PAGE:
The plot thickens around the waste of space at St Pancras (see Rail 584) and I am now even more convinced than before that not only is there no logical reason for it, but also that no one has thought through the reasons for having created it in the first place.
To recap for new readers, I am trying to solve the mystery as to why there is a huge empty space between the buffer stops and the barrier that separates off international from domestic passengers at St Pancras. This not only squeezes passengers into a small space between the main wall and the barrier and means that the meeting place statue is in the wrong place, as it is too near the wall, but also contributes to a very dead and empty feel in that part of the station.
I was very gratified that Tom Harris, the rail minister, was kind enough to attempt to address the subject in his letter in the last issue and I have also had a lengthy discussion with a senior civil servant to try to get to the bottom of the story. However neither, I’m afraid, have been able to shed any light into the thinking behind its creation.
I really respect Harris as a minister. He has got to grips with railway issues really quickly, he is prepared to stick his neck out with the industry, such as calling an innovation seminar in an effort to bang heads together and I suspect privately he shares some of the concerns about th4e railway’s structure that came to the fore over Xmas.
However, constrained by having to toe the line, nothing in his letter enlightens us as to why there is this vast empty space which, having looked at it again, I underestimated – it is more the size of half a football pitch rather than a quarter.
The minister says in his letter that the area was not reserved solely for a potential terrorism incident but that it ‘is there for safe evacuation of the station in the event of an incident of any type.’ Then he adds ‘the doors [in the barrier] would be opened automatically as part of an emergency evacuation’.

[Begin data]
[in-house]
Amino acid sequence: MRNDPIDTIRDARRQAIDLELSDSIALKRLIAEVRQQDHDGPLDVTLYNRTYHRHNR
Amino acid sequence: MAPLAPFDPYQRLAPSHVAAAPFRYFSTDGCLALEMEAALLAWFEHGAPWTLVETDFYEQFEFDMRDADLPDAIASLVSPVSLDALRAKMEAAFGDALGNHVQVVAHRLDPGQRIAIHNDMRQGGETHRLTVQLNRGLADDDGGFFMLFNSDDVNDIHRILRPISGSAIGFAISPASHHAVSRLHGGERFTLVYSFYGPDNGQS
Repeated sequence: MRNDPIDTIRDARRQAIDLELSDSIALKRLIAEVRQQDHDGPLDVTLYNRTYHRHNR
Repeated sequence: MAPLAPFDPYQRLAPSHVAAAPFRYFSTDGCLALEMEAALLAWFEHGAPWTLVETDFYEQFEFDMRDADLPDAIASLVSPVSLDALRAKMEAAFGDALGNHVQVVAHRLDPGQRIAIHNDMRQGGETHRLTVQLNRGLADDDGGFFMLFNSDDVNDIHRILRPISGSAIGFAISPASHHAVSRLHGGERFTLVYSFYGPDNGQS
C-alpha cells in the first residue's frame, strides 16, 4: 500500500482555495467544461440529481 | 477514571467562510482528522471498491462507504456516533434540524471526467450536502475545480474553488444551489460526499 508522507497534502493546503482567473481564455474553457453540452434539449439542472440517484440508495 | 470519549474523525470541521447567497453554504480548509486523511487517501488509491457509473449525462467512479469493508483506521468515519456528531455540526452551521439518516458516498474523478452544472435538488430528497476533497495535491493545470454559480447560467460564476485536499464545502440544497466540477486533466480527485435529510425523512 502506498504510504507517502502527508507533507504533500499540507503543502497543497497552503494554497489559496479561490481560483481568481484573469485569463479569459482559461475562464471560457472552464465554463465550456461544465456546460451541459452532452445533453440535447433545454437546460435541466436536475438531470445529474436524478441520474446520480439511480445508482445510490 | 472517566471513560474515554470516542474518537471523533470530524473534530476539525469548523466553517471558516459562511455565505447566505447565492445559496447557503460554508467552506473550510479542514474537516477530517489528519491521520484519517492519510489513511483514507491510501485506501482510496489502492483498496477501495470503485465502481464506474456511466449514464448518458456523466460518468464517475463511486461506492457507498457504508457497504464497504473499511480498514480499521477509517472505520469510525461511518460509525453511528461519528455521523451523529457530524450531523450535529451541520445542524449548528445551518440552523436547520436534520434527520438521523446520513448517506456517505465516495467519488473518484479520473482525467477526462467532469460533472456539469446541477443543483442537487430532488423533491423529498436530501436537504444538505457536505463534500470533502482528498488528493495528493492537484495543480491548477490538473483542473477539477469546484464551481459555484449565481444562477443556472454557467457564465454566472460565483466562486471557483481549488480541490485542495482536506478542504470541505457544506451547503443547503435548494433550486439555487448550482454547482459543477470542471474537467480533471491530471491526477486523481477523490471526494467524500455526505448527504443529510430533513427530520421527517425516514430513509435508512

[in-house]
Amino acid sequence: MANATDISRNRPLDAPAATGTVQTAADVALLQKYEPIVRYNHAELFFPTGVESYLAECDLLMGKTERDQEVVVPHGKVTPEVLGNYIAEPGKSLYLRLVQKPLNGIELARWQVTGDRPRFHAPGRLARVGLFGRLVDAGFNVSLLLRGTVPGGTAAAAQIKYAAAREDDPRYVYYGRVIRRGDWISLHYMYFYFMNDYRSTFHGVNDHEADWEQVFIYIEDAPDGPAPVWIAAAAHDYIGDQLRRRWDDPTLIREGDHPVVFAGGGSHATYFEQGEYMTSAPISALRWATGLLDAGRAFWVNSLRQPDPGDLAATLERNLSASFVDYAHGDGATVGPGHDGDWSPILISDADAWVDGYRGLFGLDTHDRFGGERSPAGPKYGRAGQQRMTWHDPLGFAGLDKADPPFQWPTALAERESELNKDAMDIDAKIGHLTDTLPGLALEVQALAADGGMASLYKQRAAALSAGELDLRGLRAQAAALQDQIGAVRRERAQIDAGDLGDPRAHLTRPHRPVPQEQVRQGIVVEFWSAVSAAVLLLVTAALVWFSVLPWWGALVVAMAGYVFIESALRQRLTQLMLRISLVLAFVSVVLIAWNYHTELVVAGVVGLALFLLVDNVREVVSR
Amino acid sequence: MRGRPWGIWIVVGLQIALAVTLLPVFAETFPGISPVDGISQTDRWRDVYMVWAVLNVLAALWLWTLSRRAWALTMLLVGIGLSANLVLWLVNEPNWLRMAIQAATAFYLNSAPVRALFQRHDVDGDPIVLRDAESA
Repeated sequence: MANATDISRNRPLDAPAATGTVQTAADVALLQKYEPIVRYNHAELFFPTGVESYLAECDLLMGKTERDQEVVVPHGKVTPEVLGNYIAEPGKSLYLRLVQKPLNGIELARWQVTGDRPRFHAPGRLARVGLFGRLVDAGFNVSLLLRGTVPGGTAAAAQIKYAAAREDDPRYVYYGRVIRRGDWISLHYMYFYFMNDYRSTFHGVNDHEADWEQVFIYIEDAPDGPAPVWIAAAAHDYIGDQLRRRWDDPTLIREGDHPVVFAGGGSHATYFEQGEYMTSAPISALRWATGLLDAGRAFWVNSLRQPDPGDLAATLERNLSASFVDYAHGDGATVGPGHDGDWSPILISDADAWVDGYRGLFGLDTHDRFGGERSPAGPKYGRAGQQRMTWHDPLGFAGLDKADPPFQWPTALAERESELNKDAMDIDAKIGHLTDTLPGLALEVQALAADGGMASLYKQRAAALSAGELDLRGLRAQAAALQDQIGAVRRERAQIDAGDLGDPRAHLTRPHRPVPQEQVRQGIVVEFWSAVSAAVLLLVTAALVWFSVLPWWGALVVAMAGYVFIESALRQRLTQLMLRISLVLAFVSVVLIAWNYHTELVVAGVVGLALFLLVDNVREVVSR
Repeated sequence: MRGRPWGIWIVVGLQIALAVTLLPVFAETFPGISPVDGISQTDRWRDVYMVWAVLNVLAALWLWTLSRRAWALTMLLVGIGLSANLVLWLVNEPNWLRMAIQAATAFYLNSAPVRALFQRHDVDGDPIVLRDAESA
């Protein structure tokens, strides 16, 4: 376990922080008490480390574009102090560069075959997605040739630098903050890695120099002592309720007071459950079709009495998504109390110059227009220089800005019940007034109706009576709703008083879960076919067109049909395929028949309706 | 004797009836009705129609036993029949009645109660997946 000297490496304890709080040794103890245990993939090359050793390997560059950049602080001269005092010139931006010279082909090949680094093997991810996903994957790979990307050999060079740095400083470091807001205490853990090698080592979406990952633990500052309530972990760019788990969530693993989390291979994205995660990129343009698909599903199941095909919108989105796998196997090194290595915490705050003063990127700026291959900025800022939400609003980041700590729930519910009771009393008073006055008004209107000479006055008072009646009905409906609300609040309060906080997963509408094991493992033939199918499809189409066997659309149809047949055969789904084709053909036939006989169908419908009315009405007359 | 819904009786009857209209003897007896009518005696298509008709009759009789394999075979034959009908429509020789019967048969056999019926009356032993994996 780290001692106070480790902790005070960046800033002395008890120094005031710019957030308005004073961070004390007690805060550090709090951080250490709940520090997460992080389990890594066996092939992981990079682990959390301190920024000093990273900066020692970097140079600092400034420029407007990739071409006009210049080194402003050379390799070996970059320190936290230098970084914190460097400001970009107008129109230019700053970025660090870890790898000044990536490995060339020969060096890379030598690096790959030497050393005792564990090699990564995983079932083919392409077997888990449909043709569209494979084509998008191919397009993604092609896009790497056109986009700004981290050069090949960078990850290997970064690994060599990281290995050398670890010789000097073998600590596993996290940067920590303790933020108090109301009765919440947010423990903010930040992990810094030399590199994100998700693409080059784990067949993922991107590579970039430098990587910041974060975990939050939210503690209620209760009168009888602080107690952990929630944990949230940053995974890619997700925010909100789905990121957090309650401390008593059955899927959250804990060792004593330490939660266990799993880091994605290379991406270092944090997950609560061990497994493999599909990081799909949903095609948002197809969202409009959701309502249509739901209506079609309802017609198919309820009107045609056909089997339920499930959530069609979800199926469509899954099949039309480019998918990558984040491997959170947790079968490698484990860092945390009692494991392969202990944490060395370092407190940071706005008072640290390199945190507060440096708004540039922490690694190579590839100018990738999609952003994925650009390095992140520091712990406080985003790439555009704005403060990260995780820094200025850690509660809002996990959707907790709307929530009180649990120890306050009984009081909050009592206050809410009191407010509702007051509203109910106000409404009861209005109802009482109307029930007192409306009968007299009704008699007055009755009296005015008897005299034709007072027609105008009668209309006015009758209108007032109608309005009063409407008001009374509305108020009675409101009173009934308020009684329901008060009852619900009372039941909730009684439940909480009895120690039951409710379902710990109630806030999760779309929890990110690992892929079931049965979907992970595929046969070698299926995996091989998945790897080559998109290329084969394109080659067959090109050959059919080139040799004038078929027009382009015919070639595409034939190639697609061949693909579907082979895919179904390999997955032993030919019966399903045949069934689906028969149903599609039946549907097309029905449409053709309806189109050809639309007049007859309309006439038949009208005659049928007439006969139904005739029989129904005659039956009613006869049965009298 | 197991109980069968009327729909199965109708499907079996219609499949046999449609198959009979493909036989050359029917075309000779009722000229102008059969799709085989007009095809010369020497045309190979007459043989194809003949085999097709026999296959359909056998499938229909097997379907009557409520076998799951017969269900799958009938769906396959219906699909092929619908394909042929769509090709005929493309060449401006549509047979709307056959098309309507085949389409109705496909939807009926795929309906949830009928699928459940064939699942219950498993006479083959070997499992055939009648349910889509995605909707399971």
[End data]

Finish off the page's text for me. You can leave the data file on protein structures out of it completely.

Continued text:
OK, let’s dissect this. If there is a fire on an occupied train in the station, and everyone is told to get out, presumably they would be herded to this space. Why they could not evacuated through the normal exit underneath the station is unclear but OK, they flee towards this pen but then, as Harris said, ‘the doors would be opened automatically’ (as an aside, the addition of ‘ed’ at the end of the verb turns this sentence an oxymoron, since either the doors open automatically or they are opened, but not both). Therefore, there is no use for this pen since the passengers would escape into the concourse whether the barriers were next to the buffer stops or where they are now.
Let’s consider a terrorist alert on an arriving train. Again the passengers would be evacuated but since they have all been security checked at Brussels or Paris, then they could all be allowed out through the barriers. Again, the pen does not seem to add anything to passenger security. And If there were a problem with the train after it had been boarded, the passengers could simply go back downstairs to the waiting hall, rather like air passengers going back into the departure lounge. So Tom, when you said that you
In my search for a scenario in which this pen could be used, I turned to a senior civil servant whom I met at a conference and who said he wanted to take issue with me over my column. He said that new standards at stations meant that such a space was necessary for evacuation purposes. But, I said, even if such a space were required, why does it have to be fenced off with a barrier. I said, people would not want to be herded at the end of the platform trapped between the glass barrier if there were a train on fire or a bomb had gone off. No, he said, the barriers would be opened. So, I asked, what is the point of having the area enclosed by barriers – it could be part of the ordinary concourse. Collapse of stout party who said he would be asking more questions of his staff. I await his and the minister’s answers.
Therefore, I am launching the MTB (Move the Barrier) campaign not just to improve the environment at St Pancras, but also to highlight the ridiculous safety requirements that are being imposed on the rail industry at great cost and at no benefit to passengers or their security.